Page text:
Eight senators have called out the Department of Homeland Security (DHS) about numerous stops and searches of law-abiding pilots on domestic flights that never leave U.S. airspace.
In a letter to DHS Acting Secretary Rand Beers, the lawmakers, all members of the Senate General Aviation Caucus, demanded that the DHS provide records of all stops of GA flights since 2009, including explanations of the “reasonable suspicion” that led to each stop by officers from Customs and Border Protection (CBP) and the “probable cause” that resulted in a search. The DHS is the parent agency of CBP.
“Recent reports and first-hand accounts from pilots indicate a significant rise in the number of unwarranted stops and searches of U.S. general aviation aircraft that did not cross the U.S. border by the Air and Marine Division of the [CBP] agency,” the solons wrote.
“While we appreciate law enforcement efforts to protect our national interests and combat illegal activity, the abrupt increase in the number of stops and searches of personnel aboard general aviation aircraft raises concerns that CBP may be violating our citizens’ Fourth Amendment rights,” they said.
Some House members also have signaled their concern with what appear to be warrantless searches. During a September 9 meeting, AOPA president and CEO Mark Baker and Rep. Sam Graves (R-Mo.), co-chairman of the House General Aviation Caucus, discussed the importance of protecting law-abiding pilots from unreasonable search and seizure.
Graves, a GA pilot, sent a letter to the inspectors general at the Transportation Department and DHS asking for an investigation into CBP’s actions. In his letter, Graves noted that in more than 40 reported cases of stops and searches, no evidence of criminal activity has been found, raising the question of whether the searches are reasonable.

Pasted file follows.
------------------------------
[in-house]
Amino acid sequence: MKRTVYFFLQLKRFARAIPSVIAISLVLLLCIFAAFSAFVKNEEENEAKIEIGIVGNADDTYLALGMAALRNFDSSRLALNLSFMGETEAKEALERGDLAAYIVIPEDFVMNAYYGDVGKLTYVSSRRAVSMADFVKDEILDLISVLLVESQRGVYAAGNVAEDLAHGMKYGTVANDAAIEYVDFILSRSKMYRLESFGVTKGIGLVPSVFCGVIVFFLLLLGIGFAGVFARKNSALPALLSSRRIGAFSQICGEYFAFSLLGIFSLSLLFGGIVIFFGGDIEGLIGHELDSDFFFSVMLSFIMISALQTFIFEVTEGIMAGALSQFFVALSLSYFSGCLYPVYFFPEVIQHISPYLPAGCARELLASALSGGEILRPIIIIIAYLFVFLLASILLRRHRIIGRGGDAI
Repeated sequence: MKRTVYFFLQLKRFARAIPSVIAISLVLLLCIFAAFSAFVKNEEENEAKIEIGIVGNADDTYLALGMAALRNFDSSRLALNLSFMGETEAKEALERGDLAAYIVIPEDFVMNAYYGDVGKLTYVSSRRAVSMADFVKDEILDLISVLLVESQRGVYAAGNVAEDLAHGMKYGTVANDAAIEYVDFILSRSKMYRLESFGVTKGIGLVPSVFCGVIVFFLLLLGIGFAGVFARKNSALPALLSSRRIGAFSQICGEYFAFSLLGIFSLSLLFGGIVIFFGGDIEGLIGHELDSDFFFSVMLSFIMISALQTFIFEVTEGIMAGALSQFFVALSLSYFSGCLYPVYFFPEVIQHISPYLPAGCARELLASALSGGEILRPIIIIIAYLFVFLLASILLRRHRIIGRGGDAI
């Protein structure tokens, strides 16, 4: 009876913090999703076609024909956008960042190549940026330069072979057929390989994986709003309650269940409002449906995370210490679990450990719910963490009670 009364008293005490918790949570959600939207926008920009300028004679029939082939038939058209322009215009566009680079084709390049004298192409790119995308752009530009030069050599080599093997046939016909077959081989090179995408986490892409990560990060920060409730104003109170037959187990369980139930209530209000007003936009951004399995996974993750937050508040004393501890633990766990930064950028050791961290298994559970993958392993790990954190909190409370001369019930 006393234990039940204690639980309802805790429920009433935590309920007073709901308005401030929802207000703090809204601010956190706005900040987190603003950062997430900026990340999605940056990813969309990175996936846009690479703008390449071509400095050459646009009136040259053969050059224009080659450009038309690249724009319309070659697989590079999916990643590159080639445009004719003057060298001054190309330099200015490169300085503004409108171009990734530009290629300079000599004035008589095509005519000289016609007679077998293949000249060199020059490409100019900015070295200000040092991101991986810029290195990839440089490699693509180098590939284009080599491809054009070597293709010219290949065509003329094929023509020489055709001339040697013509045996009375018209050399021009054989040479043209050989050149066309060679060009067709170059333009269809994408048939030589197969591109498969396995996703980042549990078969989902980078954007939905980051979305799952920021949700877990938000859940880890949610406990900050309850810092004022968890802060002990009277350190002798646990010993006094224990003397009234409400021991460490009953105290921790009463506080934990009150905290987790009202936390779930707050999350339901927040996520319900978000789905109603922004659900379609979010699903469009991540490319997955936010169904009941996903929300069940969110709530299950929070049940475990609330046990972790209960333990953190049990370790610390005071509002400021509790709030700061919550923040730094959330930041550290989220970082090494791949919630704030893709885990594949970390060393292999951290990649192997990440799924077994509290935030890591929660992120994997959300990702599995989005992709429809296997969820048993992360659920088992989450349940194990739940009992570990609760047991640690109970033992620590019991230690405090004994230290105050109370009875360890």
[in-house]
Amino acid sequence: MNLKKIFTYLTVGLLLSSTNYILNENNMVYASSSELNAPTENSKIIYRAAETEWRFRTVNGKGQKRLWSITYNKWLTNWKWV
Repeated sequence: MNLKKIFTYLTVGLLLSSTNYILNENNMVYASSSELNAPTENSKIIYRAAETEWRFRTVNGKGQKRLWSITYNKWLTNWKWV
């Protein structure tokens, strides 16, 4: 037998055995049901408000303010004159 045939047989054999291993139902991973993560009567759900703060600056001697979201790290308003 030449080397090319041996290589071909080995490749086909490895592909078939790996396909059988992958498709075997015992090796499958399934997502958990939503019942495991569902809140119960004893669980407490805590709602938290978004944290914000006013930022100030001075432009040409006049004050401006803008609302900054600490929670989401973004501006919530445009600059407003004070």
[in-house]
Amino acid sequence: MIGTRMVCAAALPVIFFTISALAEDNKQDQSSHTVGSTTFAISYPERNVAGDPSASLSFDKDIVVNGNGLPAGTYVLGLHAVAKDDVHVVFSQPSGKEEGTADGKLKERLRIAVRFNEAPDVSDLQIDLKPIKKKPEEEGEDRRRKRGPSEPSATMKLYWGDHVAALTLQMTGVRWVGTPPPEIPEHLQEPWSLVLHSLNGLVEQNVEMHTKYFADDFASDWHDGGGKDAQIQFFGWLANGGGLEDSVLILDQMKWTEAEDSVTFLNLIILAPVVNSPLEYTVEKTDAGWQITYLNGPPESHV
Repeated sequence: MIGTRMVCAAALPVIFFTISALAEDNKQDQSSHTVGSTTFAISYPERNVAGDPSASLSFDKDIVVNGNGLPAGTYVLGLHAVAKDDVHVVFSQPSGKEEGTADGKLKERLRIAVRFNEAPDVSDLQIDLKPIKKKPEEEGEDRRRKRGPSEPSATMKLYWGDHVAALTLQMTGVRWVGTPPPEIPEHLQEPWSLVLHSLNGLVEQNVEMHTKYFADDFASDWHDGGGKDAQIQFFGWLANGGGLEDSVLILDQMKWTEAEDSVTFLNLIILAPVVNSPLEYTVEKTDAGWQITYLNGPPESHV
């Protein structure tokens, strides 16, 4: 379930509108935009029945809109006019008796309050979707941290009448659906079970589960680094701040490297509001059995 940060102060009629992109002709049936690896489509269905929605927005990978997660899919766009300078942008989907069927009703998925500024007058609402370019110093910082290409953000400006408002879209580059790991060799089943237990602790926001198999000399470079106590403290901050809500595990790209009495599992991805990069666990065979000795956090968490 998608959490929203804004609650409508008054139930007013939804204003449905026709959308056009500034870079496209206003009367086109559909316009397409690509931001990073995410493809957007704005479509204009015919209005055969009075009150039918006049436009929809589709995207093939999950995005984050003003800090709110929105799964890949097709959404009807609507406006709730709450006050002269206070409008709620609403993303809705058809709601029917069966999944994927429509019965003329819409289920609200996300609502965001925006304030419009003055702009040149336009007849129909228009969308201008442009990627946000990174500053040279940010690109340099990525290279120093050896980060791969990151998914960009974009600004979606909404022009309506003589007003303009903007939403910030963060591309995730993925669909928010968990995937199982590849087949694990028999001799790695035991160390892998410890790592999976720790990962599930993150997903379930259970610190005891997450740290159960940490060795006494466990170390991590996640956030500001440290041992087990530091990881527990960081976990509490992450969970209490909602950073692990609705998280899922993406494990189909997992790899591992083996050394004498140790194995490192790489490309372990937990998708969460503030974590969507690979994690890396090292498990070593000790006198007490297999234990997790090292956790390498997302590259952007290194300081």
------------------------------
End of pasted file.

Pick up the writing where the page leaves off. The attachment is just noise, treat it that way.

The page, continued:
In a response to the letter, Thomas Winkowski, acting commissioner of CBP, cited regulations allowing any federal agent to check pilot and aircraft documents as the basis for stopping, searching and sometimes detaining law-abiding pilots on domestic flights.
AOPA has filed numerous Freedom of Information Act requests in an attempt to determine under what authority the CBP is stopping purely domestic flights. The association brought the issue to the attention of lawmakers after its requests were ignored or received inadequate responses.
“Without a reasonable suspicion of illegal activity, a warrant or probable cause, law enforcement has no business stopping aircraft in the first place, let alone searching and possibly detaining law-abiding pilots,” said AOPA general counsel Ken Mead, a former DOT inspector general. “We can’t afford to have law enforcement agencies that act outside the scope of their authority and then try to hide behind laws designed to protect our national security. They have to be accountable to the citizens they are supposed to serve and [the senators’ letter] is one way to help ensure that accountability.”